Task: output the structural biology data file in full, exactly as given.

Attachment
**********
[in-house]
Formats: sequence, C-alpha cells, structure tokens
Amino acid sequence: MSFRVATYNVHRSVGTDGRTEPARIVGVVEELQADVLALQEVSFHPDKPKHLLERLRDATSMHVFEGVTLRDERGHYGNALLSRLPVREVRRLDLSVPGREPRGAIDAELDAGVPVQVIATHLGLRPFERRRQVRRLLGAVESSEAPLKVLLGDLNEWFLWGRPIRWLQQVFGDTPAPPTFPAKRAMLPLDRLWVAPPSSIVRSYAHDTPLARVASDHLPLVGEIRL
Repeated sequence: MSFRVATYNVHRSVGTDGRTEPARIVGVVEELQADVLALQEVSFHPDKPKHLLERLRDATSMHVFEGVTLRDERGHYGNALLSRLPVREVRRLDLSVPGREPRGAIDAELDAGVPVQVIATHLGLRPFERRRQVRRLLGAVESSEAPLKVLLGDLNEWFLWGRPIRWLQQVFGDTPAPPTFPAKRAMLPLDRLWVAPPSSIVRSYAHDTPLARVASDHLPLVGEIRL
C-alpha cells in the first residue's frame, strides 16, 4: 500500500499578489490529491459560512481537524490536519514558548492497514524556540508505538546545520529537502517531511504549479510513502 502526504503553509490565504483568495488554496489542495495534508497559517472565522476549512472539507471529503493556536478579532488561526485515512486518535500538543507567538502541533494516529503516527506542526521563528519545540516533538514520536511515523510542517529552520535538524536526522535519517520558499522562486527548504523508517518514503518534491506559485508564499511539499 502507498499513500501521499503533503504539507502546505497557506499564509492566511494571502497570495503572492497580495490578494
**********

[in-house]
Formats: sequence, C-alpha cells, structure tokens
Amino acid sequence: MSFRVATYNVHRSVGTDGRTEPARIVGVVEELQADVLALQEVSFHPDKPKHLLERLRDATSMHVFEGVTLRDERGHYGNALLSRLPVREVRRLDLSVPGREPRGAIDAELDAGVPVQVIATHLGLRPFERRRQVRRLLGAVESSEAPLKVLLGDLNEWFLWGRPIRWLQQVFGDTPAPPTFPAKRAMLPLDRLWVAPPSSIVRSYAHDTPLARVASDHLPLVGEIRL
Repeated sequence: MSFRVATYNVHRSVGTDGRTEPARIVGVVEELQADVLALQEVSFHPDKPKHLLERLRDATSMHVFEGVTLRDERGHYGNALLSRLPVREVRRLDLSVPGREPRGAIDAELDAGVPVQVIATHLGLRPFERRRQVRRLLGAVESSEAPLKVLLGDLNEWFLWGRPIRWLQQVFGDTPAPPTFPAKRAMLPLDRLWVAPPSSIVRSYAHDTPLARVASDHLPLVGEIRL
C-alpha cells in the first residue's frame, strides 16, 4: 500500500499578489490529491459560512481537524490536519514558548492497514524556540508505538546545520529537502517531511504549479510513502 502526504503553509490565504483568495488554496489542495495534508497559517472565522476549512472539507471529503493556536478579532488561526485515512486518535500538543507567538502541533494516529503516527506542526521563528519545540516533538514520536511515523510542517529552520535538524536526522535519517520558499522562486527548504523508517518514503518534491506559485508564499511539499 502507498499513500501521499503533503504539507502546505497557506499564509492566511494571502497570495503572492497580495490578494